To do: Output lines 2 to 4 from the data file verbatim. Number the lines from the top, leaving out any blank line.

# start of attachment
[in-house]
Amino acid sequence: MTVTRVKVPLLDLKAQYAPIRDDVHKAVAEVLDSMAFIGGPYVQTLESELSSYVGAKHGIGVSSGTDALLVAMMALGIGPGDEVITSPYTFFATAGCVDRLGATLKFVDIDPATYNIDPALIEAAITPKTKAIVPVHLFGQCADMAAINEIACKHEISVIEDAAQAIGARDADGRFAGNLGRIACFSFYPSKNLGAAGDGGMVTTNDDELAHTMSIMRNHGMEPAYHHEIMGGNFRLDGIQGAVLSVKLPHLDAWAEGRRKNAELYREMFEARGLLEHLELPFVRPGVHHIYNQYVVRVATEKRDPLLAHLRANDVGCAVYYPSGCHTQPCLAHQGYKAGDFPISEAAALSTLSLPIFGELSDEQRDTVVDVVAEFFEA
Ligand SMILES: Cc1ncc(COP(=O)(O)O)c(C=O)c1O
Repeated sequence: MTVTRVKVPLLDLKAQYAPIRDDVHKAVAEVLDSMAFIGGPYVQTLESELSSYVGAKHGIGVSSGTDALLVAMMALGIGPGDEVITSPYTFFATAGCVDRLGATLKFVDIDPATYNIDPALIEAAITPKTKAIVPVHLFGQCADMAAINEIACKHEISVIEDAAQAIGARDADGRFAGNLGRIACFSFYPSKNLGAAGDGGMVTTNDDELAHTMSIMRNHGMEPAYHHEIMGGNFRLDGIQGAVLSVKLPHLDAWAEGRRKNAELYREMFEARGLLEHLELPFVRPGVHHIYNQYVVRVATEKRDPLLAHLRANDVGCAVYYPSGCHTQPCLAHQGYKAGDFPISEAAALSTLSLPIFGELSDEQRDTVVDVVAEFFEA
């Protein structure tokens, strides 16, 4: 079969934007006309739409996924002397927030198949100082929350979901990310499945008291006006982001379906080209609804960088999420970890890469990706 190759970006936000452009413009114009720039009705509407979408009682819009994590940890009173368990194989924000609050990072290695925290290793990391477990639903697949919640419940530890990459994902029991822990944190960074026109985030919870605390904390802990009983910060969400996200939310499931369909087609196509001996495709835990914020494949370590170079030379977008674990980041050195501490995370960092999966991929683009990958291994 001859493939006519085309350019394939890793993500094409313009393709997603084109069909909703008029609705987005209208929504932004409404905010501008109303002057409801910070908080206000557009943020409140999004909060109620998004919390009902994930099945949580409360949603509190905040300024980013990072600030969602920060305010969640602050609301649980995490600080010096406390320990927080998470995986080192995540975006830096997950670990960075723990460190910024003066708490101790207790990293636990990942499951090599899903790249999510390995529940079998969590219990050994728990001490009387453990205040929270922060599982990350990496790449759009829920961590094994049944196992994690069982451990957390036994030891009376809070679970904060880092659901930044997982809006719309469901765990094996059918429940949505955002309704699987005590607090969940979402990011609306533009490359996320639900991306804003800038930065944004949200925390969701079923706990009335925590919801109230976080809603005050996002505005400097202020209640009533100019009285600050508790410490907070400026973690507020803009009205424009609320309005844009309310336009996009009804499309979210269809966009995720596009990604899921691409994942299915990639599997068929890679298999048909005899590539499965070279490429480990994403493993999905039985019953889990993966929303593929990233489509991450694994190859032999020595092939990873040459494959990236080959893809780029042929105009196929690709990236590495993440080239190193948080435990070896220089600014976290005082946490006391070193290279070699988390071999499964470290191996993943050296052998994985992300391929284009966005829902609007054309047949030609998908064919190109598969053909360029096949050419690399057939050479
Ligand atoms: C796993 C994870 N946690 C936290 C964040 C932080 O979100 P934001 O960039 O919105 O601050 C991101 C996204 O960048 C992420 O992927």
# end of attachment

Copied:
Amino acid sequence: MTVTRVKVPLLDLKAQYAPIRDDVHKAVAEVLDSMAFIGGPYVQTLESELSSYVGAKHGIGVSSGTDALLVAMMALGIGPGDEVITSPYTFFATAGCVDRLGATLKFVDIDPATYNIDPALIEAAITPKTKAIVPVHLFGQCADMAAINEIACKHEISVIEDAAQAIGARDADGRFAGNLGRIACFSFYPSKNLGAAGDGGMVTTNDDELAHTMSIMRNHGMEPAYHHEIMGGNFRLDGIQGAVLSVKLPHLDAWAEGRRKNAELYREMFEARGLLEHLELPFVRPGVHHIYNQYVVRVATEKRDPLLAHLRANDVGCAVYYPSGCHTQPCLAHQGYKAGDFPISEAAALSTLSLPIFGELSDEQRDTVVDVVAEFFEA
Ligand SMILES: Cc1ncc(COP(=O)(O)O)c(C=O)c1O
Repeated sequence: MTVTRVKVPLLDLKAQYAPIRDDVHKAVAEVLDSMAFIGGPYVQTLESELSSYVGAKHGIGVSSGTDALLVAMMALGIGPGDEVITSPYTFFATAGCVDRLGATLKFVDIDPATYNIDPALIEAAITPKTKAIVPVHLFGQCADMAAINEIACKHEISVIEDAAQAIGARDADGRFAGNLGRIACFSFYPSKNLGAAGDGGMVTTNDDELAHTMSIMRNHGMEPAYHHEIMGGNFRLDGIQGAVLSVKLPHLDAWAEGRRKNAELYREMFEARGLLEHLELPFVRPGVHHIYNQYVVRVATEKRDPLLAHLRANDVGCAVYYPSGCHTQPCLAHQGYKAGDFPISEAAALSTLSLPIFGELSDEQRDTVVDVVAEFFEA